Life in direct primary care, “It’s freedom for mission. I can do what I’m here to do.”
When asked whether he’s noticed a change in his personal quality of life and appreciation of his career, Dr. Fischer took a deep breath, paused, and chuckled.
“Dramatic. It’s freedom for mission. I can do what I’m here to do. My life isn’t necessarily easier — I never thought medicine would be easy — but it’s very rewarding to be able to be fully present with my patients when they need me and know that the long hours I’m working are not wasted on box-checking and form-filling. Now, at the end of my day, I’m not so fried. So if somebody calls me, I’m happy to talk with them, see them, and have the energy to fully be there for them. I’m a lot happier person.”
Streamlined, efficient medicine that improves care quality and lowers costs for patients
Another benefit of eliminating the middle men is you don’t have to pay them or pay people to appease them.
“There are definitely fewer labor hours when we aren’t checking all the boxes and reporting redundant data to third parties. In order to keep up with all those data-reporting responsibilities, at my previous practice we had to hire a lot of people to keep up with all that work. You had to have all these layers of people supporting you — not for direct patient care but for bureaucratic needs. That meant higher overhead, which meant you had to try to see more patients in a day. We just don’t need all those people any more; we don’t even have a billing office.”
Dr. Lapinskes added, “At my last office we had between five and six people we had to hire per doctor to get all it all done. ”
Reducing all of the extra layers of regulation on their work allows them to spend a lot more time with the patients as well. The office was a very casual, almost family-like, atmosphere. During our discussion people would come in and out to speak with the doctors. One of them would step away and take care of the patient for as long as needed and then return. There was no desk to check-in at, no kiosk to fill in data while you wait, no clipboards of forms, and no passing of payments and insurance cards. People just come in if they have a need, they enjoy the complete attention of their physician, and then they’re on their way.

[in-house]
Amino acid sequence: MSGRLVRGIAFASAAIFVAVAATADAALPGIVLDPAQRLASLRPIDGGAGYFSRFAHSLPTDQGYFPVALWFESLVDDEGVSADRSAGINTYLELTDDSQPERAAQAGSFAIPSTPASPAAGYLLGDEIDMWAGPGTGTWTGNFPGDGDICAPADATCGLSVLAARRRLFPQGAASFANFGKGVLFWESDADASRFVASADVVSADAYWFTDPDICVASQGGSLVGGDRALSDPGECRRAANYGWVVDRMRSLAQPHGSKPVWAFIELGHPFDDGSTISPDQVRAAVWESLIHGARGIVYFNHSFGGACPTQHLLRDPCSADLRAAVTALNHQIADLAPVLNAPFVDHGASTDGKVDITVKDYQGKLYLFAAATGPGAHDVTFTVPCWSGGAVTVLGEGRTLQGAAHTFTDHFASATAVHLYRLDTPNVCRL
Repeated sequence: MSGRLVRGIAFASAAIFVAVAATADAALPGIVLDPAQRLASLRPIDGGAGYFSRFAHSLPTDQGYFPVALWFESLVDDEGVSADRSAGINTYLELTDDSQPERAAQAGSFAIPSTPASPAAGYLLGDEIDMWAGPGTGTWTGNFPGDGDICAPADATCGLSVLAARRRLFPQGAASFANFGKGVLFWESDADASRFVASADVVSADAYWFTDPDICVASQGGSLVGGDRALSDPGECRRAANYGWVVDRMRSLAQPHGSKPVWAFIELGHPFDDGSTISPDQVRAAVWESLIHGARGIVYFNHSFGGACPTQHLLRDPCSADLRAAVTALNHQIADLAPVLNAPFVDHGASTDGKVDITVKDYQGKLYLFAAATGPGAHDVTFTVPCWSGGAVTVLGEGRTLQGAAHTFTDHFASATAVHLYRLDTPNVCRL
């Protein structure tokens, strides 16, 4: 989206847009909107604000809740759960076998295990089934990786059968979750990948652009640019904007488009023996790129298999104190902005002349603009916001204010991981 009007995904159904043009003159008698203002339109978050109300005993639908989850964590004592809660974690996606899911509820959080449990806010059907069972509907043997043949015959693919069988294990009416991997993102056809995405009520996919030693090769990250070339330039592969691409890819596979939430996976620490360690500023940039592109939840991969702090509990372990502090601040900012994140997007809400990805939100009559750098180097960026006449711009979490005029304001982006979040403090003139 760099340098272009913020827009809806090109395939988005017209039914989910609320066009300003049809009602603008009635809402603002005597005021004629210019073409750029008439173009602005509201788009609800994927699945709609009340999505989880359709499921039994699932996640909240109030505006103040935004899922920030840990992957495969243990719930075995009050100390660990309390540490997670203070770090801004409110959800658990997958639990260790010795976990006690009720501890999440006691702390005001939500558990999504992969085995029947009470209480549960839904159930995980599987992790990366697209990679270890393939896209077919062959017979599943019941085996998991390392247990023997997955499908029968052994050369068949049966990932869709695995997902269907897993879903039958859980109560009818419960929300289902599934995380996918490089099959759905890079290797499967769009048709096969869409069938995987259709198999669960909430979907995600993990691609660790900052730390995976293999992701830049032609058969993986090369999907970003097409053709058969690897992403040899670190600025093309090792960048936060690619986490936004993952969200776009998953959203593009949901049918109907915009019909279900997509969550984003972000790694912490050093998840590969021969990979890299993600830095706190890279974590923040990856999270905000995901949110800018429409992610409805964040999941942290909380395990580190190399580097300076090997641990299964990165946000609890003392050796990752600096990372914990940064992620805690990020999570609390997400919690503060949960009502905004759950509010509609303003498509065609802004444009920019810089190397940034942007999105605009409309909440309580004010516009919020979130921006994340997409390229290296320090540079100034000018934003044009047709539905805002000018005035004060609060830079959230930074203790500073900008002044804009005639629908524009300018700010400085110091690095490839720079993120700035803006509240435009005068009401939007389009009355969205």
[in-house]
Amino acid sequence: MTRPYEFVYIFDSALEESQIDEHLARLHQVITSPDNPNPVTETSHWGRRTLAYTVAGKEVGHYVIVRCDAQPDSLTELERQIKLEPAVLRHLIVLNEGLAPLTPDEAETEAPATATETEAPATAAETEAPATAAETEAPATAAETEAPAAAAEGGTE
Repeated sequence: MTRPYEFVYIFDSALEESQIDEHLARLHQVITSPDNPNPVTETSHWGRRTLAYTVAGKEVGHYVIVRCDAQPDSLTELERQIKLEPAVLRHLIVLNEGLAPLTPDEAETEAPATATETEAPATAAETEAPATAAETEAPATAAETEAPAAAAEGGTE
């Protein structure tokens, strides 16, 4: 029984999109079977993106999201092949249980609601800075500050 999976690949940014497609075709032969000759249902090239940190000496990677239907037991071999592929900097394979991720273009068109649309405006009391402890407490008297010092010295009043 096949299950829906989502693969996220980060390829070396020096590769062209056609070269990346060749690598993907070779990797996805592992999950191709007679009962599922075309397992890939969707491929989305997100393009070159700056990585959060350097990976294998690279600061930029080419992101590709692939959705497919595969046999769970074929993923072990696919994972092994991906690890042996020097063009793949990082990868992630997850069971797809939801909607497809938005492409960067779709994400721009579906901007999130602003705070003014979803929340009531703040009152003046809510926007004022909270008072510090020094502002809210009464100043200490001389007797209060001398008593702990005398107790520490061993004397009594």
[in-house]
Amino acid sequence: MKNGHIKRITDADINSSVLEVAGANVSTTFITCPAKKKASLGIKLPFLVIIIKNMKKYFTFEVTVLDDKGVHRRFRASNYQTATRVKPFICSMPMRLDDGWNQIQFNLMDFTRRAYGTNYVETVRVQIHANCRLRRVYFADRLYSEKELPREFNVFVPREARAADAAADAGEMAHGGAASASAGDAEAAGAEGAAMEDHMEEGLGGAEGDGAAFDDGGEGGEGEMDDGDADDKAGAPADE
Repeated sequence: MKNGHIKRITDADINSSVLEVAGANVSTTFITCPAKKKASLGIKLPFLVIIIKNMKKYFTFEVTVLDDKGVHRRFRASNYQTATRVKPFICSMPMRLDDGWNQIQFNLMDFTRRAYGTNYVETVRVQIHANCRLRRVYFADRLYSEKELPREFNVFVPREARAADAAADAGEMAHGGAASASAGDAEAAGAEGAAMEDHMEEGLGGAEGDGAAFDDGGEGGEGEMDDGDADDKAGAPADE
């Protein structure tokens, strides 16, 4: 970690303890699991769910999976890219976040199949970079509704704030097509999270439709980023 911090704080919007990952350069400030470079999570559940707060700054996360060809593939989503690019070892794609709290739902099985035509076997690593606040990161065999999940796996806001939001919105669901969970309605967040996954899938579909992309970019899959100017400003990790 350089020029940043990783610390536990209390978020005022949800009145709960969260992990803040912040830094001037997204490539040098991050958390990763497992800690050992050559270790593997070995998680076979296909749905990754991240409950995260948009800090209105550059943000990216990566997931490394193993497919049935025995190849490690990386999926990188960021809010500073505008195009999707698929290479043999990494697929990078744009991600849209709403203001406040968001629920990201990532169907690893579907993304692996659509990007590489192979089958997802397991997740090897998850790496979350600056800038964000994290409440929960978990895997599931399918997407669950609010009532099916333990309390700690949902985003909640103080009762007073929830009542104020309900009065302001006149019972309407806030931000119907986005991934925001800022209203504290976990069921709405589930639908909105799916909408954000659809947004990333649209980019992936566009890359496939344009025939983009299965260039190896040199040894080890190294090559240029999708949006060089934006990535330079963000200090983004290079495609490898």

An option worthy of investigation for HQ Raleigh community members
The author of this piece has actually recently began using direct primary care himself after becoming a full-time freelancer. The same day of this interview, I had gone to my doctor to pick up a prescription (many direct primary cares provide common medications out of the office) and was given three-months’ supply of a medication for $2.70; I had previously paid over $50 for a one-month’s supply. The office administrator simply handed it to me, smiled, and said the $2.70 would be added to my next month’s bill (of $50). Hard to beat that.
If you are interested in direct primary care, the Fischer Clinic is happy to answer questions from HQ Raleigh community members. They can be reached by phone at 919-258-2840 or email at [email protected].